As Far as You'll Take Me - Phil Stamper
As it turns out, I’m pretty good at lying.
On paper, there’s nothing about me that says I’d be a great liar. I follow whatever obscure rules have been set by fake authority figures—No running near the pool! Turn off your phone in the theater! I won’t even jaywalk. I was shoved into Christian youth groups for most of my upbringing, and, well, the Bible is pretty clear on what happens to liars.
But maybe that’s why I’m so good at it. I’m incognito. Why would Marty possibly lie? The answer, of course, is simple:
I’m gay, and I’m suffocating.
I came to a realization about the former a long time ago, but the suffocating? That crept slowly into my chest, shortening my breaths until I realized I wasn’t breathing at all.
“You’re being melodramatic.” Keeping one hand on the steering wheel, Megan flips her long hair out the car window so strands sway and tangle in the wind.
She has a habit of doing that. The hair flip and the dismissal. Like my worries don’t matter. Like my looming international trip is nothing.
“My flight leaves in five hours. I don’t have a return ticket. My parents don’t know I don’t have a return ticket.” I grip the oh-shit handle harder. “I’m freaked.”
“I can tell. You’re panting harder than when we did that hot yoga class.”
“God, don’t remind me.”
“You’ve got to believe me when I say this. You know how I hate giving compliments, but this is just fact. You are the most competent seventeen-year-old on the planet.”
Her voice puts me at ease. It’s a suspended chord—unsettling at first, both soft and harsh, followed by a clear resolution that feels like home. I lift my double chocolate Oreo milkshake out of the cup holder and wipe the French fry crumbs off the bottom of the cup, these now-ancient reminders of all the fast-food adventures we’ve gone through in this car. Megan in the driver’s seat. Me, the passenger.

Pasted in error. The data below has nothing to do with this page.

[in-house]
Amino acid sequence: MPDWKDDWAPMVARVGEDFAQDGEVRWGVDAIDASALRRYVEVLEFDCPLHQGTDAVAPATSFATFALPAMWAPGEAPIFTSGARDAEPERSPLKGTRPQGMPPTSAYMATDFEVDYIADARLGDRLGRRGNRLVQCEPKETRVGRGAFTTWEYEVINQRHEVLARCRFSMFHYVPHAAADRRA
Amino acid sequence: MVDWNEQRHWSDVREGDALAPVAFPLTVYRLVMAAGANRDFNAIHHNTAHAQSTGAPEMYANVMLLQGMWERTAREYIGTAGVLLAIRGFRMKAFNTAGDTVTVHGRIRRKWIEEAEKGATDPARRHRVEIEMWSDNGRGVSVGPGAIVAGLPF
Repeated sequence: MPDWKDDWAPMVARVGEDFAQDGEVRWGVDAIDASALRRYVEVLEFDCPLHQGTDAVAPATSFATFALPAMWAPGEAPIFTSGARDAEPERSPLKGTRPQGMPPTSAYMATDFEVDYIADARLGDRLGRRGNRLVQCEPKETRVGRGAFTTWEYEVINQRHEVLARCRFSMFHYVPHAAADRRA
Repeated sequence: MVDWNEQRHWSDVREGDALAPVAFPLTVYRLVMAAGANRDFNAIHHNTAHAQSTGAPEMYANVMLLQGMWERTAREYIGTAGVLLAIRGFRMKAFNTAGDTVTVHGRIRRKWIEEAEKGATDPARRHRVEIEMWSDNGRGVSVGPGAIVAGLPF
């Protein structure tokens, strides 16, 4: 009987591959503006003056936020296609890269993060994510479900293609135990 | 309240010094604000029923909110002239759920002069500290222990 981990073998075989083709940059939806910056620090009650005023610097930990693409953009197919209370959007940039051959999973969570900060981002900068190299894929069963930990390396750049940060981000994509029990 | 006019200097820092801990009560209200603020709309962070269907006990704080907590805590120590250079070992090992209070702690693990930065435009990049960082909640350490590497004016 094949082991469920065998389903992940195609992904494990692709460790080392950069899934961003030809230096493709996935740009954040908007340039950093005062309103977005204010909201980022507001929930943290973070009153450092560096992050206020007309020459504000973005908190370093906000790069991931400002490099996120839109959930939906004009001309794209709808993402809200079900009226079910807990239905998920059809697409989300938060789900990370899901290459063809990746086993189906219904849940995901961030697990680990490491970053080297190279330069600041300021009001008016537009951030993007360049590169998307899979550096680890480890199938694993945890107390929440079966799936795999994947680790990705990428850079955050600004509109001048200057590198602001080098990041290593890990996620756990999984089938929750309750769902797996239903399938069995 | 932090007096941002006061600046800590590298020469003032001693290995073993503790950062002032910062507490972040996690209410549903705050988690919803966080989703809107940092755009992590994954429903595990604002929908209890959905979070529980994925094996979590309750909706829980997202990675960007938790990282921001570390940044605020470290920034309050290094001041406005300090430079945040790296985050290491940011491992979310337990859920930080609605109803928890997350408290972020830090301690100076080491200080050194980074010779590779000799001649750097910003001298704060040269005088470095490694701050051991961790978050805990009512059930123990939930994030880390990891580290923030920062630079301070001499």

Always the passenger.
“I don’t know how I could have prepared so much, yet still feel so unprepared,” I say. “It defies logic.”
I know it’s partly because of Megan. We’ve got this yin-yang thing going on. She’s so chill it’s like she’s constantly high on pot, and I’m about as high-strung as Hilary Hahn. (Because she’s a violinist. And violins are high-pitched and have strings. High-strung? Okay, never mind.)
“You graduated early,” she says. “You saved money working at that shit diner all year. You performed in about every ensemble in the tristate area to beef up your resume. You figured out your dual citizenship and visa process in the middle of Brexit.” She lowers her voice to a whisper, the wind in the car taking away the words as soon as they leave her mouth. “You’ve been trying to escape Avery for years. You’re more than prepared for it, Marty.”
Her words sting and soothe at the same time. Is she bitter that I’m abandoning her? My best of two friends—no offense to Skye. But a lot of history is there. It took me ten years to meet her, five years to stop hating her, and two years of hanging out near constantly to get where we’re at now.
“I’m not escaping.” Of course I’m not escaping.
“Finish your milkshake,” she says. I do. “We’ve got two more ice cream stops before I roll you into the airport.”
My gaze drifts out my window at the glory that is I-75 just before rush hour. The evidence of downtown Cincinnati evaporates from the exit signs, and we’re left with the suburbs—Arlington Heights, Lockland, Evendale.
“Maybe we should abandon the milkshake plan. 275 will take us right there, and I’ll have extra time.”
She sighs. I knew she’d sigh. “And what, exactly, would you do with this extra time?”
“If by ‘read’ you mean get to the gate and stare at the screen, freaking about delays that aren’t going to happen, then—”
Now I sigh. It’s like a steam engine in here. “I get it. Carry on. What’s next?”
“Young’s Jersey Dairy. We can feed the goats there. This is going to be an experience.”
I appreciate Megan’s need to make even the most mundane drives to the airport into an adventure, but I can’t let it go this time. In just a few hours I’ll be up in the air. Away from Avery, Kentucky. Away from the shitheads at my school and the shittier shitheads who ate at the diner where I waited tables.
Away from my parents.
“Maybe I feel bad for lying to them,” I say.
“Yes, that’s their official name.” I